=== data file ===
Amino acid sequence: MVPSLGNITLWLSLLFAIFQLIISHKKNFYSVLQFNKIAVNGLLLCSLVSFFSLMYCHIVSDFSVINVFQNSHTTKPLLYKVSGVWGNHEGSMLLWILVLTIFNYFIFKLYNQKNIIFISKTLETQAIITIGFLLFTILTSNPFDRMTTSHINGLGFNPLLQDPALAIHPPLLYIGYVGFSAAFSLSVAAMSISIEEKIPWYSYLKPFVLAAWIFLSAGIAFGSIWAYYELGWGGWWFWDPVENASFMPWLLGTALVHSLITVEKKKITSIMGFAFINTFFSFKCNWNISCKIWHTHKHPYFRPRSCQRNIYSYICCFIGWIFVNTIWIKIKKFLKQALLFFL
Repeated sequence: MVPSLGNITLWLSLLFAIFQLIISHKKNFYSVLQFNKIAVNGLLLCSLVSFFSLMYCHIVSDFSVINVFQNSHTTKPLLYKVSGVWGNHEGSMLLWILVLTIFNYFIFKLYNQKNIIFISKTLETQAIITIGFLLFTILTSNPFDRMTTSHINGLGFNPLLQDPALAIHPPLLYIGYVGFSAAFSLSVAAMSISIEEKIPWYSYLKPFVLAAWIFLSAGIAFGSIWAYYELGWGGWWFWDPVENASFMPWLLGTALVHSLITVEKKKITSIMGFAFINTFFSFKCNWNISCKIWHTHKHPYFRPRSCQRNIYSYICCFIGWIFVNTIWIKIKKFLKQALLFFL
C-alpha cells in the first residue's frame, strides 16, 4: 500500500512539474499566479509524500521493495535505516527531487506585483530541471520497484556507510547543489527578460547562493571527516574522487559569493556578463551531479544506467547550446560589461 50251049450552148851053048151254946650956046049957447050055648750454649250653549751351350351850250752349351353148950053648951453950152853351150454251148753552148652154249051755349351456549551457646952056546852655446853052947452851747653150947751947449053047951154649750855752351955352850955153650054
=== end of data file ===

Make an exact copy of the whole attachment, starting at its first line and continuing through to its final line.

Amino acid sequence: MVPSLGNITLWLSLLFAIFQLIISHKKNFYSVLQFNKIAVNGLLLCSLVSFFSLMYCHIVSDFSVINVFQNSHTTKPLLYKVSGVWGNHEGSMLLWILVLTIFNYFIFKLYNQKNIIFISKTLETQAIITIGFLLFTILTSNPFDRMTTSHINGLGFNPLLQDPALAIHPPLLYIGYVGFSAAFSLSVAAMSISIEEKIPWYSYLKPFVLAAWIFLSAGIAFGSIWAYYELGWGGWWFWDPVENASFMPWLLGTALVHSLITVEKKKITSIMGFAFINTFFSFKCNWNISCKIWHTHKHPYFRPRSCQRNIYSYICCFIGWIFVNTIWIKIKKFLKQALLFFL
Repeated sequence: MVPSLGNITLWLSLLFAIFQLIISHKKNFYSVLQFNKIAVNGLLLCSLVSFFSLMYCHIVSDFSVINVFQNSHTTKPLLYKVSGVWGNHEGSMLLWILVLTIFNYFIFKLYNQKNIIFISKTLETQAIITIGFLLFTILTSNPFDRMTTSHINGLGFNPLLQDPALAIHPPLLYIGYVGFSAAFSLSVAAMSISIEEKIPWYSYLKPFVLAAWIFLSAGIAFGSIWAYYELGWGGWWFWDPVENASFMPWLLGTALVHSLITVEKKKITSIMGFAFINTFFSFKCNWNISCKIWHTHKHPYFRPRSCQRNIYSYICCFIGWIFVNTIWIKIKKFLKQALLFFL
C-alpha cells in the first residue's frame, strides 16, 4: 500500500512539474499566479509524500521493495535505516527531487506585483530541471520497484556507510547543489527578460547562493571527516574522487559569493556578463551531479544506467547550446560589461 50251049450552148851053048151254946650956046049957447050055648750454649250653549751351350351850250752349351353148950053648951453950152853351150454251148753552148652154249051755349351456549551457646952056546852655446853052947452851747653150947751947449053047951154649750855752351955352850955153650054